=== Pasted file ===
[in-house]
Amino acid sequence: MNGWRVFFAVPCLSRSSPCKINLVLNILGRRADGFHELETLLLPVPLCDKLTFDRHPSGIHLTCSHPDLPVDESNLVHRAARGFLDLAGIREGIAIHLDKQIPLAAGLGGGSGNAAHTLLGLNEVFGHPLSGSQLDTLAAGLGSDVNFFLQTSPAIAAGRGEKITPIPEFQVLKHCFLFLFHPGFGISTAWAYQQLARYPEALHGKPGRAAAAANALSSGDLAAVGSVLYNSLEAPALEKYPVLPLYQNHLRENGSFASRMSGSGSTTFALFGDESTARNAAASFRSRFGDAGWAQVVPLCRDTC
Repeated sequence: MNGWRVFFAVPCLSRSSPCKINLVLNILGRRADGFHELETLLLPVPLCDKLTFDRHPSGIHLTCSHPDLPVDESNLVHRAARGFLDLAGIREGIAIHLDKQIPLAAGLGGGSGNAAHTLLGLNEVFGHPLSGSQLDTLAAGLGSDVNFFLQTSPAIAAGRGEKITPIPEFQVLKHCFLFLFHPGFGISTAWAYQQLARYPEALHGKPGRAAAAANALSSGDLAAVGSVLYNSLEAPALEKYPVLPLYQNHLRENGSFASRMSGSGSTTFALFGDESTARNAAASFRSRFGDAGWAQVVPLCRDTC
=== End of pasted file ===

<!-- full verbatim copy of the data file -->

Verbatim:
[in-house]
Amino acid sequence: MNGWRVFFAVPCLSRSSPCKINLVLNILGRRADGFHELETLLLPVPLCDKLTFDRHPSGIHLTCSHPDLPVDESNLVHRAARGFLDLAGIREGIAIHLDKQIPLAAGLGGGSGNAAHTLLGLNEVFGHPLSGSQLDTLAAGLGSDVNFFLQTSPAIAAGRGEKITPIPEFQVLKHCFLFLFHPGFGISTAWAYQQLARYPEALHGKPGRAAAAANALSSGDLAAVGSVLYNSLEAPALEKYPVLPLYQNHLRENGSFASRMSGSGSTTFALFGDESTARNAAASFRSRFGDAGWAQVVPLCRDTC
Repeated sequence: MNGWRVFFAVPCLSRSSPCKINLVLNILGRRADGFHELETLLLPVPLCDKLTFDRHPSGIHLTCSHPDLPVDESNLVHRAARGFLDLAGIREGIAIHLDKQIPLAAGLGGGSGNAAHTLLGLNEVFGHPLSGSQLDTLAAGLGSDVNFFLQTSPAIAAGRGEKITPIPEFQVLKHCFLFLFHPGFGISTAWAYQQLARYPEALHGKPGRAAAAANALSSGDLAAVGSVLYNSLEAPALEKYPVLPLYQNHLRENGSFASRMSGSGSTTFALFGDESTARNAAASFRSRFGDAGWAQVVPLCRDTC